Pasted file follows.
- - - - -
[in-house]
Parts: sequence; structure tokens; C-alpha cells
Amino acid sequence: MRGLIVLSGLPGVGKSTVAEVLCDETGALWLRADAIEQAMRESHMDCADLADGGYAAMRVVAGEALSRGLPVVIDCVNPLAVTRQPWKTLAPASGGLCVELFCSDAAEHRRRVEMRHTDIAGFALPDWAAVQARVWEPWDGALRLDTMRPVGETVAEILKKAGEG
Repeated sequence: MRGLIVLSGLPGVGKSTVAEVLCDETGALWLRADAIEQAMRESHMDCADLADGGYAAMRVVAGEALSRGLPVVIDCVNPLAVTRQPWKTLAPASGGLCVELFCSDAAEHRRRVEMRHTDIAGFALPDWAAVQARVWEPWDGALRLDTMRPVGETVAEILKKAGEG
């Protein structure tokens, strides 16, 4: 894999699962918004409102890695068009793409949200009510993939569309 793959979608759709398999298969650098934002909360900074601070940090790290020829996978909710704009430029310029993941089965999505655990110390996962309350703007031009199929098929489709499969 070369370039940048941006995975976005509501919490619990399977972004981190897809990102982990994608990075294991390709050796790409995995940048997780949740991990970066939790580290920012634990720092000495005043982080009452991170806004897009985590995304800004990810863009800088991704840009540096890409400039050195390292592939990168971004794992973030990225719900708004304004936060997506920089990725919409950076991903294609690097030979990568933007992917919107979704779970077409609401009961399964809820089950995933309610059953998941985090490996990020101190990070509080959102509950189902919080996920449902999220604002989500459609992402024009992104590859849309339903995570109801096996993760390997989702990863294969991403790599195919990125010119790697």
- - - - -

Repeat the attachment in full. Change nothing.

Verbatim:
[in-house]
Parts: sequence; structure tokens; C-alpha cells
Amino acid sequence: MRGLIVLSGLPGVGKSTVAEVLCDETGALWLRADAIEQAMRESHMDCADLADGGYAAMRVVAGEALSRGLPVVIDCVNPLAVTRQPWKTLAPASGGLCVELFCSDAAEHRRRVEMRHTDIAGFALPDWAAVQARVWEPWDGALRLDTMRPVGETVAEILKKAGEG
Repeated sequence: MRGLIVLSGLPGVGKSTVAEVLCDETGALWLRADAIEQAMRESHMDCADLADGGYAAMRVVAGEALSRGLPVVIDCVNPLAVTRQPWKTLAPASGGLCVELFCSDAAEHRRRVEMRHTDIAGFALPDWAAVQARVWEPWDGALRLDTMRPVGETVAEILKKAGEG
């Protein structure tokens, strides 16, 4: 894999699962918004409102890695068009793409949200009510993939569309 793959979608759709398999298969650098934002909360900074601070940090790290020829996978909710704009430029310029993941089965999505655990110390996962309350703007031009199929098929489709499969 070369370039940048941006995975976005509501919490619990399977972004981190897809990102982990994608990075294991390709050796790409995995940048997780949740991990970066939790580290920012634990720092000495005043982080009452991170806004897009985590995304800004990810863009800088991704840009540096890409400039050195390292592939990168971004794992973030990225719900708004304004936060997506920089990725919409950076991903294609690097030979990568933007992917919107979704779970077409609401009961399964809820089950995933309610059953998941985090490996990020101190990070509080959102509950189902919080996920449902999220604002989500459609992402024009992104590859849309339903995570109801096996993760390997989702990863294969991403790599195919990125010119790697």